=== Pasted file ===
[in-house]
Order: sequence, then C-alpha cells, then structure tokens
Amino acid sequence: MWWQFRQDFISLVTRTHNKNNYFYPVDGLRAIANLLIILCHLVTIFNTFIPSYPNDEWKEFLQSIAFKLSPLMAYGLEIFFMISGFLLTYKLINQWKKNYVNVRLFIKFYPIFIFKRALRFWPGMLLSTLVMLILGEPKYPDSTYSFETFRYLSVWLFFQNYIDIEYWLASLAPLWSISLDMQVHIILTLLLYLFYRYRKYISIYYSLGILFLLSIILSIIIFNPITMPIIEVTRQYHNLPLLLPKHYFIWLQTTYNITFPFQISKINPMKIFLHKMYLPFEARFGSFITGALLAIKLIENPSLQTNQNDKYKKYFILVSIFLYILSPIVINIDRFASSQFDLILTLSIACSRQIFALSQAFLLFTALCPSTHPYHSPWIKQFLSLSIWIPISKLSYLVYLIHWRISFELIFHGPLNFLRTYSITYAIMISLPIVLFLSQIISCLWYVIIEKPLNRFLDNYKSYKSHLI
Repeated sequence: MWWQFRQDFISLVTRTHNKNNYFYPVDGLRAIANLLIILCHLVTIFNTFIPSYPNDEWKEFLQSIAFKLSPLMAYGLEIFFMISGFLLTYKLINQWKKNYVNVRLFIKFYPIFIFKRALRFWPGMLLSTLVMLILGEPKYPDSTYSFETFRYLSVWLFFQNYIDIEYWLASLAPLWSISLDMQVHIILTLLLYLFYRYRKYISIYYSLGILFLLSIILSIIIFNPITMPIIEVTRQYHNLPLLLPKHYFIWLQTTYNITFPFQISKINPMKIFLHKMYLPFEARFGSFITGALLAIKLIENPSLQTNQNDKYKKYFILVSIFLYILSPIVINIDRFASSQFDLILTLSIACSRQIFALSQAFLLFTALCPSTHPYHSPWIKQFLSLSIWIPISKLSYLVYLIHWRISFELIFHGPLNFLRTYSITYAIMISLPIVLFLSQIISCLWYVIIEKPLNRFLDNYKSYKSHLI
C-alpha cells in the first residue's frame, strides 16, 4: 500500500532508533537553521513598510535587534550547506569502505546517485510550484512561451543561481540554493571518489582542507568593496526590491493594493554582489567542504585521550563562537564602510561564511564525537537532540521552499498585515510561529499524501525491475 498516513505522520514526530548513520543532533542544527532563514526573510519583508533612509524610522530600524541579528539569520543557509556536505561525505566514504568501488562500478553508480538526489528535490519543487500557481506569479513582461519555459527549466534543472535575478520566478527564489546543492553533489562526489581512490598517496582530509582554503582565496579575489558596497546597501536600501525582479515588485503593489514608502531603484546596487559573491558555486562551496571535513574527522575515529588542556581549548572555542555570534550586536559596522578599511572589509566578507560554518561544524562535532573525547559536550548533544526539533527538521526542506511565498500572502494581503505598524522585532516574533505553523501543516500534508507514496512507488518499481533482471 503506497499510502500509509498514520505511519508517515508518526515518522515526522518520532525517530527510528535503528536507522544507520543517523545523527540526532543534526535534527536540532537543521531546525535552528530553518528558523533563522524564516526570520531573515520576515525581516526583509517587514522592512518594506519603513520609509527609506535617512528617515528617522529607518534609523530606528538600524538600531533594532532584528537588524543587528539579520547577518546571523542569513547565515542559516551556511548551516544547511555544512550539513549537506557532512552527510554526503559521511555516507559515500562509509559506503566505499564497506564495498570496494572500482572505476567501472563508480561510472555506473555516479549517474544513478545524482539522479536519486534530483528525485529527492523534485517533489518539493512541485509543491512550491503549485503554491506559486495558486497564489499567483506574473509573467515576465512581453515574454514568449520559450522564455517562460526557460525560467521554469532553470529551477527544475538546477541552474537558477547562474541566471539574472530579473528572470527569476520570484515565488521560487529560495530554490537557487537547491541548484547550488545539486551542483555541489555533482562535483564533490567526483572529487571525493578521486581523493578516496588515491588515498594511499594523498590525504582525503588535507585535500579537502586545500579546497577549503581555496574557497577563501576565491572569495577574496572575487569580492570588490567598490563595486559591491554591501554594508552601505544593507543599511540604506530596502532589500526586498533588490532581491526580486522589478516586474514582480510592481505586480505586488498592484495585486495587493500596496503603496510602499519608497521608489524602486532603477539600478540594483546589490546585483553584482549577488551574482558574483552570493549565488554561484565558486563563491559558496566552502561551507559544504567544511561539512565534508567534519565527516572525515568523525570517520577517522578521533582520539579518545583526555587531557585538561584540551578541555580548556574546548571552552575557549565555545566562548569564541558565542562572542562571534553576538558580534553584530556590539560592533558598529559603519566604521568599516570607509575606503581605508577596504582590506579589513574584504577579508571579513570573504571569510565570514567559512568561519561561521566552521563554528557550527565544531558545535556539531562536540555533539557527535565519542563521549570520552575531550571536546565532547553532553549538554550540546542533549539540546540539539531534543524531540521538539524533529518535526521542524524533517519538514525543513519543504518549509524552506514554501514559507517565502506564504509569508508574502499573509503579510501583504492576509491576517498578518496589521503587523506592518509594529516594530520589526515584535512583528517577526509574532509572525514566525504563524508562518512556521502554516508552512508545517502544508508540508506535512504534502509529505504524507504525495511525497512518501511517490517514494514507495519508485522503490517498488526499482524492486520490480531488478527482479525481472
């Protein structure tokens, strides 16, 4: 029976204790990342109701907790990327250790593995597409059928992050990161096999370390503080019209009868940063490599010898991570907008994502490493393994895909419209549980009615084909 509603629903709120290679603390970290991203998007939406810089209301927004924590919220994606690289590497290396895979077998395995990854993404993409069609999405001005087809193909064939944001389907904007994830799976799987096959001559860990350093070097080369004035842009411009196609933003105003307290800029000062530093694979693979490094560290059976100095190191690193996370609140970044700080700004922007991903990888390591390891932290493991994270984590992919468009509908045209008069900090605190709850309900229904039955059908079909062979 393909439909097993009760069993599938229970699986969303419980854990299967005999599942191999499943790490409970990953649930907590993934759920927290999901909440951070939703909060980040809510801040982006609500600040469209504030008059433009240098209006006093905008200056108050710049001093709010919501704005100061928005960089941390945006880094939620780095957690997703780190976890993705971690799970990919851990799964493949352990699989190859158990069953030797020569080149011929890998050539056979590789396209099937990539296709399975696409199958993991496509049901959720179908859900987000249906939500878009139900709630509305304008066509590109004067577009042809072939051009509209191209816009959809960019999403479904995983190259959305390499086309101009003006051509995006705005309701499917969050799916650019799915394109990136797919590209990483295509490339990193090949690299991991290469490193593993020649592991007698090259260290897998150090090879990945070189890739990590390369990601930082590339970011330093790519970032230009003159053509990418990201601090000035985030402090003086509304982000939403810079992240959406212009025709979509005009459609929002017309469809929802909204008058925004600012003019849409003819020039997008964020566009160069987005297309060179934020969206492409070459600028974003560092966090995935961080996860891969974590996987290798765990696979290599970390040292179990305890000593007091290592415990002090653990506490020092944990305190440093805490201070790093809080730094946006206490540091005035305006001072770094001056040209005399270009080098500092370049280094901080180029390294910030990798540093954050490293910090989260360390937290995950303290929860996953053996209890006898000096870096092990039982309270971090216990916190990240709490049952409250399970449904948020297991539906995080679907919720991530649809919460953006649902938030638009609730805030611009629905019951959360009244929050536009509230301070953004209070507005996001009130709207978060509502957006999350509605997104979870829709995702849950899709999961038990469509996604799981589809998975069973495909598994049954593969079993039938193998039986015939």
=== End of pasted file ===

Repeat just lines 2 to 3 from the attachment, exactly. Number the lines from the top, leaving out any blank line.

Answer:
Order: sequence, then C-alpha cells, then structure tokens
Amino acid sequence: MWWQFRQDFISLVTRTHNKNNYFYPVDGLRAIANLLIILCHLVTIFNTFIPSYPNDEWKEFLQSIAFKLSPLMAYGLEIFFMISGFLLTYKLINQWKKNYVNVRLFIKFYPIFIFKRALRFWPGMLLSTLVMLILGEPKYPDSTYSFETFRYLSVWLFFQNYIDIEYWLASLAPLWSISLDMQVHIILTLLLYLFYRYRKYISIYYSLGILFLLSIILSIIIFNPITMPIIEVTRQYHNLPLLLPKHYFIWLQTTYNITFPFQISKINPMKIFLHKMYLPFEARFGSFITGALLAIKLIENPSLQTNQNDKYKKYFILVSIFLYILSPIVINIDRFASSQFDLILTLSIACSRQIFALSQAFLLFTALCPSTHPYHSPWIKQFLSLSIWIPISKLSYLVYLIHWRISFELIFHGPLNFLRTYSITYAIMISLPIVLFLSQIISCLWYVIIEKPLNRFLDNYKSYKSHLI